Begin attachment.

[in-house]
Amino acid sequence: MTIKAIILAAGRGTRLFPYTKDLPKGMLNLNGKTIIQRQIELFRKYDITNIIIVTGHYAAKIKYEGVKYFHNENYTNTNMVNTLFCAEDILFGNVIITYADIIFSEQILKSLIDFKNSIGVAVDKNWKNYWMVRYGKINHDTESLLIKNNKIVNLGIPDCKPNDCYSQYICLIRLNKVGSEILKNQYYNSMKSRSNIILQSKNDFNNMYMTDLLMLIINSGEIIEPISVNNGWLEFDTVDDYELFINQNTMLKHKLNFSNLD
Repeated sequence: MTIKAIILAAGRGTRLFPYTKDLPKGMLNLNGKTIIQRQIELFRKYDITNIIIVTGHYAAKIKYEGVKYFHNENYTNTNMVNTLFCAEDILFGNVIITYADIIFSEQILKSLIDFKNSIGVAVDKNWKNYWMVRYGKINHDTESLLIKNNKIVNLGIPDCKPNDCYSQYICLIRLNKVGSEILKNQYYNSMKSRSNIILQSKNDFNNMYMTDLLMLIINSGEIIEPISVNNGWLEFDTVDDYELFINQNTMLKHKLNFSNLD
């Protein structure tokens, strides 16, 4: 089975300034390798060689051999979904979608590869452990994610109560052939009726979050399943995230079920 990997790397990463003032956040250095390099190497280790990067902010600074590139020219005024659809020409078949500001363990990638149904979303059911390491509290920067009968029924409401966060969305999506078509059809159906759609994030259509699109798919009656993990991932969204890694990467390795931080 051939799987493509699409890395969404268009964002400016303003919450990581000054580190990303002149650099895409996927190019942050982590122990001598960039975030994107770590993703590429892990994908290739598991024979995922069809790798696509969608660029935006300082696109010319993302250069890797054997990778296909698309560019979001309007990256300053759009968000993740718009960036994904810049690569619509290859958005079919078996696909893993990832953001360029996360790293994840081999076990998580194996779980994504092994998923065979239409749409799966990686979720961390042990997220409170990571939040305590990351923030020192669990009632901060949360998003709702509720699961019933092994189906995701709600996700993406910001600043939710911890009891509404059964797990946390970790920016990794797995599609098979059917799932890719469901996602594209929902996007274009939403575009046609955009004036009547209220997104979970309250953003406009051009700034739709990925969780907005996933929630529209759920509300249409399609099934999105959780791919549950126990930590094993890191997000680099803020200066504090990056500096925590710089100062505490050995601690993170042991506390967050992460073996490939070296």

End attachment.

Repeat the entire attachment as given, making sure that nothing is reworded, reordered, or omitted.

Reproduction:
[in-house]
Amino acid sequence: MTIKAIILAAGRGTRLFPYTKDLPKGMLNLNGKTIIQRQIELFRKYDITNIIIVTGHYAAKIKYEGVKYFHNENYTNTNMVNTLFCAEDILFGNVIITYADIIFSEQILKSLIDFKNSIGVAVDKNWKNYWMVRYGKINHDTESLLIKNNKIVNLGIPDCKPNDCYSQYICLIRLNKVGSEILKNQYYNSMKSRSNIILQSKNDFNNMYMTDLLMLIINSGEIIEPISVNNGWLEFDTVDDYELFINQNTMLKHKLNFSNLD
Repeated sequence: MTIKAIILAAGRGTRLFPYTKDLPKGMLNLNGKTIIQRQIELFRKYDITNIIIVTGHYAAKIKYEGVKYFHNENYTNTNMVNTLFCAEDILFGNVIITYADIIFSEQILKSLIDFKNSIGVAVDKNWKNYWMVRYGKINHDTESLLIKNNKIVNLGIPDCKPNDCYSQYICLIRLNKVGSEILKNQYYNSMKSRSNIILQSKNDFNNMYMTDLLMLIINSGEIIEPISVNNGWLEFDTVDDYELFINQNTMLKHKLNFSNLD
């Protein structure tokens, strides 16, 4: 089975300034390798060689051999979904979608590869452990994610109560052939009726979050399943995230079920 990997790397990463003032956040250095390099190497280790990067902010600074590139020219005024659809020409078949500001363990990638149904979303059911390491509290920067009968029924409401966060969305999506078509059809159906759609994030259509699109798919009656993990991932969204890694990467390795931080 051939799987493509699409890395969404268009964002400016303003919450990581000054580190990303002149650099895409996927190019942050982590122990001598960039975030994107770590993703590429892990994908290739598991024979995922069809790798696509969608660029935006300082696109010319993302250069890797054997990778296909698309560019979001309007990256300053759009968000993740718009960036994904810049690569619509290859958005079919078996696909893993990832953001360029996360790293994840081999076990998580194996779980994504092994998923065979239409749409799966990686979720961390042990997220409170990571939040305590990351923030020192669990009632901060949360998003709702509720699961019933092994189906995701709600996700993406910001600043939710911890009891509404059964797990946390970790920016990794797995599609098979059917799932890719469901996602594209929902996007274009939403575009046609955009004036009547209220997104979970309250953003406009051009700034739709990925969780907005996933929630529209759920509300249409399609099934999105959780791919549950126990930590094993890191997000680099803020200066504090990056500096925590710089100062505490050995601690993170042991506390967050992460073996490939070296």